Macbeth modern language

February 8, 2015
Movies Like Macbeth Marion

Australian director Geoffrey Wright, who might have been happier without the imposition of Shakespeare's poetry, gives the Elizabethans a romping stomping with a modern "Macbeth" that plays like a rougher version of "Miami Vice."

Much like Michael Almereyda's 2000 vision of "Hamlet" as the son of a CEO of a multinational corporation, it is successful on a visual level, but fails to fully import the play into the modern era.

In fact, one encountering "Macbeth" for the first time here may wonder why it is considered a masterpiece of the stage.

With Shakespeare, the more contemporary the setting, the more archaic seems the language. Why don't these adapters ever update the language along with the costumes? It can't be more sacrosanct than the Bible, which has withstood dozens of contemporary translations.

Victoria Hill (who, in addition to writing the screenplay, plays Lady Macbeth) does a lot of cutting and pasting (the famous "tomorrow and tomorrow and tomorrow" soliloquy is saved for the climax), but never makes the language suitable to the characters who speak it.

That aside, Sam Worthington makes a fascinating Macbeth. He plays his early scenes as an introverted weakling whose will to power makes him easy to manipulate. At his coronation, he comes across like an artist at his first big gallery show, surrounded by hypocritical sycophants. Hill's Lady Macbeth spends a lot of time in the bathtub. In her first scene she is a sleeping vampire, awaiting the blood that will bring her to life. In the end, she has drowned in her own blood.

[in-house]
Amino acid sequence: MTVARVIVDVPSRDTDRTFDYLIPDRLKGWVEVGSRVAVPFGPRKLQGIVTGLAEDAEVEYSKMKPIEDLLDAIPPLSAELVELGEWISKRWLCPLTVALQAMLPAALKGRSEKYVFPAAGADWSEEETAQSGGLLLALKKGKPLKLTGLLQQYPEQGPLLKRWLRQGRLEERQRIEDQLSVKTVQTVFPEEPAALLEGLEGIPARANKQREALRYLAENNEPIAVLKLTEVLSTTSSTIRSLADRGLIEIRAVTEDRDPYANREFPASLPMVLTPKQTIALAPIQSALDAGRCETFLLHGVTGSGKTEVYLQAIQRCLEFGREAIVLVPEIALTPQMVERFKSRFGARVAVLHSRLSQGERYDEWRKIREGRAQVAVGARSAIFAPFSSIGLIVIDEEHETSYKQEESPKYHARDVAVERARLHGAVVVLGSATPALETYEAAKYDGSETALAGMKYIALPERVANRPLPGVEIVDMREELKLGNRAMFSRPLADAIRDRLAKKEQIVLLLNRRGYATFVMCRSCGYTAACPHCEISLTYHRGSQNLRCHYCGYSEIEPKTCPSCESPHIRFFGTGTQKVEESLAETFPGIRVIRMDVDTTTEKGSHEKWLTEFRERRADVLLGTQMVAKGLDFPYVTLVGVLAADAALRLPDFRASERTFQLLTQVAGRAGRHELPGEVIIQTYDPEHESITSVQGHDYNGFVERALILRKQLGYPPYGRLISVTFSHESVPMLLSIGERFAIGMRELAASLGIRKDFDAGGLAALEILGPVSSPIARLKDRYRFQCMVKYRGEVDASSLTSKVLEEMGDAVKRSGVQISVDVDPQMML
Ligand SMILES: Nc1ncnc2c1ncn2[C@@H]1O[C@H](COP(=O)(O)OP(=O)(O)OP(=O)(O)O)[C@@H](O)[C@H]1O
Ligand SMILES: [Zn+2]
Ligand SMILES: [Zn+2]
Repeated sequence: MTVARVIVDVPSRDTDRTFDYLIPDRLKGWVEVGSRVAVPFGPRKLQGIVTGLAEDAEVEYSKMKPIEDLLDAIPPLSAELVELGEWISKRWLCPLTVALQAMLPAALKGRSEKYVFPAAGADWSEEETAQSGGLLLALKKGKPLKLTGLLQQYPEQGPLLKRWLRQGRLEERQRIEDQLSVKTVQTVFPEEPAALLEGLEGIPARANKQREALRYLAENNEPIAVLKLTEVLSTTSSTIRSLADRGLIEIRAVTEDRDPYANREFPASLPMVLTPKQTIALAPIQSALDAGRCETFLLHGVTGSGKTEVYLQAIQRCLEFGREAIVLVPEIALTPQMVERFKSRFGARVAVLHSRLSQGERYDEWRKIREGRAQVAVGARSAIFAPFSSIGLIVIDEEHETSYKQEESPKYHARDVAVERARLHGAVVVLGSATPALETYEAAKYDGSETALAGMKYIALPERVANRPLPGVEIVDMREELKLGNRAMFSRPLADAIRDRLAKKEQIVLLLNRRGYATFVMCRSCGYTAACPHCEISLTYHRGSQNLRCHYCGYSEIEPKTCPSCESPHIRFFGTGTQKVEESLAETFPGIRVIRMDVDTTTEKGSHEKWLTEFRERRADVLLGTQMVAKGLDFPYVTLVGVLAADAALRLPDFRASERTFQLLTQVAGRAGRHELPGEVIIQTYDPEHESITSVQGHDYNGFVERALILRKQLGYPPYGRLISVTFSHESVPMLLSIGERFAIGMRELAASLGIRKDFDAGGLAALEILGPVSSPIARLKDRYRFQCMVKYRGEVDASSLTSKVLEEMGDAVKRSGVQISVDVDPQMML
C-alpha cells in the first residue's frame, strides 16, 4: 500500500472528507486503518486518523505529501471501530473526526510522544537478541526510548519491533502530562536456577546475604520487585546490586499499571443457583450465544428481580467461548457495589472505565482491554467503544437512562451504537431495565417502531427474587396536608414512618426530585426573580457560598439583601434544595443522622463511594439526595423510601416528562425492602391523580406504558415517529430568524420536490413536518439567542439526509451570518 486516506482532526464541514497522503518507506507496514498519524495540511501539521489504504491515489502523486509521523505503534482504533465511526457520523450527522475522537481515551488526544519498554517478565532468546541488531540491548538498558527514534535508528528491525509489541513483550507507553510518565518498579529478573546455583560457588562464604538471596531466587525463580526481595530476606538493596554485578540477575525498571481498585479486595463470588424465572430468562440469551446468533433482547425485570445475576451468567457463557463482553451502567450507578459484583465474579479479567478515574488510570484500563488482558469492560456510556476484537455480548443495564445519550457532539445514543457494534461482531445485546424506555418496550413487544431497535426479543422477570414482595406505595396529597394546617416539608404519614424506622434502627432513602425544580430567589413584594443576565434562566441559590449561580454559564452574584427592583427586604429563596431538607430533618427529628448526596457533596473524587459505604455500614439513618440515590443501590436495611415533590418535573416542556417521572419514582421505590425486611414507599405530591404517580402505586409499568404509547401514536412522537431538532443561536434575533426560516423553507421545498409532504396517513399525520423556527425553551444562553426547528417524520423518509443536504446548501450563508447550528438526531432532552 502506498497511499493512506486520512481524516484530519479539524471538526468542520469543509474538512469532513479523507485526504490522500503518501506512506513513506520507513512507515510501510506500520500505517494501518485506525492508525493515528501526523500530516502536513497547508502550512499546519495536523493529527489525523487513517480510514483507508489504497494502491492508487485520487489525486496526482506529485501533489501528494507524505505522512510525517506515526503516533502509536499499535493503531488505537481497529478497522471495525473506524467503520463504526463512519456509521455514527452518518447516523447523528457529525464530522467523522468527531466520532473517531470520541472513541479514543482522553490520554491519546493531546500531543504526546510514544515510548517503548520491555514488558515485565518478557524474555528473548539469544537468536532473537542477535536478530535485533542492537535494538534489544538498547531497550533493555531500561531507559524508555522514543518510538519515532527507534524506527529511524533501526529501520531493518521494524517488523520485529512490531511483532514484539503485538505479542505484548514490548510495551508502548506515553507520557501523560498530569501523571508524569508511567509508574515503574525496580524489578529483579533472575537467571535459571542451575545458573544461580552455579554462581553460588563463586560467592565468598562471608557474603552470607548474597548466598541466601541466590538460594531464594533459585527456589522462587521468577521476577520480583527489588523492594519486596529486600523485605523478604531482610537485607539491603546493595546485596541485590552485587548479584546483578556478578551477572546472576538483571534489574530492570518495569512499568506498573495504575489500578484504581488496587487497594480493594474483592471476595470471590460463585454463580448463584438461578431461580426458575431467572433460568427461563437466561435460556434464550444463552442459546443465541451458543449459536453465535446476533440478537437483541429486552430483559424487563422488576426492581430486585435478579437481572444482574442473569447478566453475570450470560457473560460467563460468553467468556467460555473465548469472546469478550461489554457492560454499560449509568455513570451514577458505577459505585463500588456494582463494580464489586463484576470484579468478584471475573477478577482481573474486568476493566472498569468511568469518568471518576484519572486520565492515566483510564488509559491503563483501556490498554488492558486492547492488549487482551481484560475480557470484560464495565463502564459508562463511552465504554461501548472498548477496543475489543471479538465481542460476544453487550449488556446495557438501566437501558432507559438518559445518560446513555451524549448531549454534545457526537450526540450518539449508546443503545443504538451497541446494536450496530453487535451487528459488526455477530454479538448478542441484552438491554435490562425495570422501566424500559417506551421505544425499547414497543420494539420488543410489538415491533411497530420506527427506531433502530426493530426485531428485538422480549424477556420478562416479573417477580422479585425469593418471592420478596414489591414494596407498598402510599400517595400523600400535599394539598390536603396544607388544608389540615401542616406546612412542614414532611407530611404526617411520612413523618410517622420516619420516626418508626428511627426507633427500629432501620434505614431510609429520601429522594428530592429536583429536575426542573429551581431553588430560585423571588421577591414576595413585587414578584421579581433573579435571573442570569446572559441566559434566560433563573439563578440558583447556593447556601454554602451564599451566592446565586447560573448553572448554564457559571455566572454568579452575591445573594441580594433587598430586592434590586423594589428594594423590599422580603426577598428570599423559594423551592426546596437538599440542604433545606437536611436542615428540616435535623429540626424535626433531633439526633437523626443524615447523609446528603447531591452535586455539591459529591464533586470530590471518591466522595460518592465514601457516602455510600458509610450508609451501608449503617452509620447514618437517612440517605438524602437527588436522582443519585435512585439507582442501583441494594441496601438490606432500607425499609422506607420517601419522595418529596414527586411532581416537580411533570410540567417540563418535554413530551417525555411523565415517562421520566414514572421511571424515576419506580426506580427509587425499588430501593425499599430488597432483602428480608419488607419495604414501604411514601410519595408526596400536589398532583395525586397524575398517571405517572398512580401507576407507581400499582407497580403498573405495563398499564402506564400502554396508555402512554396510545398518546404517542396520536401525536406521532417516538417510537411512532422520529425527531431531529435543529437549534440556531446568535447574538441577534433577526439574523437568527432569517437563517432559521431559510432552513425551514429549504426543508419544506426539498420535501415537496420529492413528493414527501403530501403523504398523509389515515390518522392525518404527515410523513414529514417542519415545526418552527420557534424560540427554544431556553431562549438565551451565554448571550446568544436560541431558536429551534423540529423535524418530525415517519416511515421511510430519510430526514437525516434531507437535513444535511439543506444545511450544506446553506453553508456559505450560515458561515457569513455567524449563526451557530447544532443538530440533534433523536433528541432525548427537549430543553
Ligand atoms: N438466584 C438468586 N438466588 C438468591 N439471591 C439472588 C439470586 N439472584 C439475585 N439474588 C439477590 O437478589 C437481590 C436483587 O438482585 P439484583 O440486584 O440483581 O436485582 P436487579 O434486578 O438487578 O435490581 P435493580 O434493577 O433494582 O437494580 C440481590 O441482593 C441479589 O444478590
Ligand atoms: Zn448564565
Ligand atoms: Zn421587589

Wright dresses the three witches in schoolgirl goth. Like Lady Macbeth, they play many of their scenes without benefit of clothing. Their prophecy of Macbeth's future kingship stops short of four-point orgy (that is saved for a later scene) but suggests as much.

Although the film is entertaining, its cleverness is not enough to cover its shortcomings. Wright's most irritating gimmick is the occasional observance of the action through a surveillance camera. With Macbeth and his cronies imagined as a gang of Australian thugs, it makes sense that their actions would be monitored by the police, but such monitoring never enters into the story.



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